Walt and Judy can't have kids and Walt sees an add for a chimpanzee. Its their story of raising Looee.
Looee is a hurricane in clothes; the house is torn apart. Judy asks questions of herself and is judged by friends and strangers. But the three of them eventually find their rhythm and settle into their own version of love and life between four walls. Until the night their unique family is changed forever.
Looee gets jealous over a neighbor and Judy and attacks them. Looee is sent to a lab and used for research with aids. It tells the story of looee adapting to other breeds and life in a cage. He is used to wearing cloths, having a remote for the TV, drinking beer etc.
A novel about the simple truths that transcend species, about the meaning of family, the lure of belonging, and the capacity for survival
Perhaps it was the writing, or the idea of adults raising a chimp as a child, but I could not become interested in this book and could not finish it.
Hmmm ... Sorry, just couldn't get into this story - ended up returning it having read about a third of the story without it engaging me at all. Too many other good books around to waste any more time on it!
The greatest artistic accomplishment in this genre since the release of "Planet of the Apes"!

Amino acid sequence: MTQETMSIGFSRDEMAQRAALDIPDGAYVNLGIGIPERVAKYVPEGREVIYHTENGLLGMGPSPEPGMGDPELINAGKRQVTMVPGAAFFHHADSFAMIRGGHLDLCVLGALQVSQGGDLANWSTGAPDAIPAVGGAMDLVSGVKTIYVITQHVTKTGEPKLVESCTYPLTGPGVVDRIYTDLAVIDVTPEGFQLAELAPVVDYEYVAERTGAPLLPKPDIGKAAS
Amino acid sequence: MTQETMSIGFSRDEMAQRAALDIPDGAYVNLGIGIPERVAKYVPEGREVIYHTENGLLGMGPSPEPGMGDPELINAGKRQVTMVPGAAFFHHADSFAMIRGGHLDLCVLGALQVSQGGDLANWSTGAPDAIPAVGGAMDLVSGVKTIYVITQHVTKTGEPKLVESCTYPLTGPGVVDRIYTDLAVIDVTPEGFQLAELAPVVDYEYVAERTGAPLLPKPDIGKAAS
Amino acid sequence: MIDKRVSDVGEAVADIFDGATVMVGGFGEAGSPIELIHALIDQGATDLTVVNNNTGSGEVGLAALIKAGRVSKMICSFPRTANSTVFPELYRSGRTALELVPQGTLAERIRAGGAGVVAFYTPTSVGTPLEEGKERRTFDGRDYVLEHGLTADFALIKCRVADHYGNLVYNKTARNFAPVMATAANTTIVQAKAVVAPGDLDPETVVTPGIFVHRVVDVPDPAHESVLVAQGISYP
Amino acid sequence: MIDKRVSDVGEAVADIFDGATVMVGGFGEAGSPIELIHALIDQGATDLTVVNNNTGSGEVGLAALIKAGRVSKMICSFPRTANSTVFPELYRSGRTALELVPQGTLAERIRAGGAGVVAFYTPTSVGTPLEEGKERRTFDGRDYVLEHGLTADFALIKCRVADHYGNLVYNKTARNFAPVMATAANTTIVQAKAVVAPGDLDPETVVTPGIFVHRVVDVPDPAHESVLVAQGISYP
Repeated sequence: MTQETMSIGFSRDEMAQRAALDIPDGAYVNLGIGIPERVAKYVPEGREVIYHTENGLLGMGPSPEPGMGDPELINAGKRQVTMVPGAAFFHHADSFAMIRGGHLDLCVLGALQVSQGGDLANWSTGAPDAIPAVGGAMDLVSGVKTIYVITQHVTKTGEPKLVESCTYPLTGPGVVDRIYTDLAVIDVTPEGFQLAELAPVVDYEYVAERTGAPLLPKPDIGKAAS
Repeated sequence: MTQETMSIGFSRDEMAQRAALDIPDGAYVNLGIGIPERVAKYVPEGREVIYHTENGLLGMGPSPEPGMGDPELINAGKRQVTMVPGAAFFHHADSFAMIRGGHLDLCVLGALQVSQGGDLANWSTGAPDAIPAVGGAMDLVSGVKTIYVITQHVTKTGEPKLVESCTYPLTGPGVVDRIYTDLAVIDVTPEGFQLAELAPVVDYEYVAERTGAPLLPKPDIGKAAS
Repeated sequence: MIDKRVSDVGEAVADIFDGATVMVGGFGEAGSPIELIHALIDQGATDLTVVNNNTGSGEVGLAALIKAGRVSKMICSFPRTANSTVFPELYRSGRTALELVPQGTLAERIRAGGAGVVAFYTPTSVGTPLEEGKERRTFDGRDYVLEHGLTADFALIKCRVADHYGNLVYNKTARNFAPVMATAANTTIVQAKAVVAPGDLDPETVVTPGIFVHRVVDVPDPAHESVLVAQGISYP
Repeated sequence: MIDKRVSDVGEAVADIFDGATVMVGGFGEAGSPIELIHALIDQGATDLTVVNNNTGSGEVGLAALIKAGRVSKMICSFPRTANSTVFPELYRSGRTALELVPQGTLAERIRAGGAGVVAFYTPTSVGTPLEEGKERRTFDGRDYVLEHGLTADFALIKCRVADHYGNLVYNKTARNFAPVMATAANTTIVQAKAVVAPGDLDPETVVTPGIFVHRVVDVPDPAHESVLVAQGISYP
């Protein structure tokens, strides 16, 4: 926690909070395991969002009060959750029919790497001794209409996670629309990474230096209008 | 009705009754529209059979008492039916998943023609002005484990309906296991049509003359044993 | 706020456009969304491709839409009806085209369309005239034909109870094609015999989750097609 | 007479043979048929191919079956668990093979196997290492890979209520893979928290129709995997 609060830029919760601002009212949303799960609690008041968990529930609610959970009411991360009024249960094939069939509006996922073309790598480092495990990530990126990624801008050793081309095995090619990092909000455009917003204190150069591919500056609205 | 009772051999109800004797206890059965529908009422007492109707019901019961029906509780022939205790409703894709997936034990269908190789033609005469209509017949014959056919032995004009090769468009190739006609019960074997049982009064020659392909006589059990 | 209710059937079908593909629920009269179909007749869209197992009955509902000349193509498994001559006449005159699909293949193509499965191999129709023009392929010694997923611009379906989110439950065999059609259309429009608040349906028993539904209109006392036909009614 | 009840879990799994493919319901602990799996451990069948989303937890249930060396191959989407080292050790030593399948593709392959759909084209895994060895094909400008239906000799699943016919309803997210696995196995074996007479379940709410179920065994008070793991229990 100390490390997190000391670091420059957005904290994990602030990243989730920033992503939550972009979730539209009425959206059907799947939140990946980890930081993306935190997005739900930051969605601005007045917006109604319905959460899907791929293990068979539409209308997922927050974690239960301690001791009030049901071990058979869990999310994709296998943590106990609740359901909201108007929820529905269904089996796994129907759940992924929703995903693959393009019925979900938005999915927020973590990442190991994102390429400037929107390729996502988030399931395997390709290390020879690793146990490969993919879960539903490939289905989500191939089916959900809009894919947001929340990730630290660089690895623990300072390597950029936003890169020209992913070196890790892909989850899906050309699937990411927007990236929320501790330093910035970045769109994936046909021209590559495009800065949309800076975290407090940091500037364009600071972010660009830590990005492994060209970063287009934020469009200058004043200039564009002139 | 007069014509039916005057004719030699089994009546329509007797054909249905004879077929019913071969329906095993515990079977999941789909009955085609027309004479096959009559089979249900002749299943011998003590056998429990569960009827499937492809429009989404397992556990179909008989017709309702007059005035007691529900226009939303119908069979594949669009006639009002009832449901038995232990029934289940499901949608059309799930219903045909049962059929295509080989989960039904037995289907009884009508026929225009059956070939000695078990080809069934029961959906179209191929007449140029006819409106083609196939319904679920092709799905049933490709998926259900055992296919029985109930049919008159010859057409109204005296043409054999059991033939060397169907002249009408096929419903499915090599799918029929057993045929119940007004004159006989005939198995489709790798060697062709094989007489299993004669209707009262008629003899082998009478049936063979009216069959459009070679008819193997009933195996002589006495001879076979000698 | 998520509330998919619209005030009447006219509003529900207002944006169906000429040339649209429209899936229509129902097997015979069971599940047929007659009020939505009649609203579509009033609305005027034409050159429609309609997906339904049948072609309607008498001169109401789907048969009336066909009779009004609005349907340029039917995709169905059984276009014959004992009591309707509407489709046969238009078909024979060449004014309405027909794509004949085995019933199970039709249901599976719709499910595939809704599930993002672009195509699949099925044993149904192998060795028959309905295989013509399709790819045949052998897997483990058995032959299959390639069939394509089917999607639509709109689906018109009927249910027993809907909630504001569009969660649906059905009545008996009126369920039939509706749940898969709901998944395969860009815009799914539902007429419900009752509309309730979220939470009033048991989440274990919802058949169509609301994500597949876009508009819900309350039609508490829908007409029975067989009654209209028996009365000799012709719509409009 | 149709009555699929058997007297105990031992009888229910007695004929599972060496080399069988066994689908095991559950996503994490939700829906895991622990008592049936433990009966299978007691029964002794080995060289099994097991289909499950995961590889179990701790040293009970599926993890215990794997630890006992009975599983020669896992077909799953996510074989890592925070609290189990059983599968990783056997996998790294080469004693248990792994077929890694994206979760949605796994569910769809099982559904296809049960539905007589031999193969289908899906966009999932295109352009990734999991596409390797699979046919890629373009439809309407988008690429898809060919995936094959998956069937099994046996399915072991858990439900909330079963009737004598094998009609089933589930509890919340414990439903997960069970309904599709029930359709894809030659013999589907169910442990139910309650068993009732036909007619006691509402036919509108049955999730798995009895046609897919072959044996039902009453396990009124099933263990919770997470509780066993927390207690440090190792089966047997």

All the "right actions" that do wrong to the chimps will break your heart and question it. Very thought provoking novel. My own discomfort at the babying of Louee turned to fascination with Mr Ghoul's situation. Lots of ethical questions, the novel makes you feel loss, value family and culture, and question what it means to be human.
My first thought after I finished this book was "what was this about?" We are introduced to a childless couple, then to an experimental primate lab worker, then to some chimpanzees, then to a single chimpanzee, then here then there. I got a little confused but kept reading. I got a little nauseated but kept reading. I got bewildered at the author's point of it all but kept reading. I think I persevered hoping that I would find the beginning, middle and end of the narrative - but that never happened. The narrative was quite flat, emotionless, and the story kind of petered out. What was it all about? Biography? Is man only a primate? Are chimpanzees the same as man? Is experimentation wrong/right? Is exotic animal adoption wrong/right? Does experimentation affect both subjects and scientists? Perhaps this is the objective - to make our minds fly out all over the place. I was left feeling something was definitely missing in the execution of this story.
Particularly interesting to also hear from chimps' point of view!
I can't recall when I have been more disappointed in a novel. The premise seemed so interesting but was not well executed. Read The Chimps of Fauna Sanctuary by Andrew Westoll instead.
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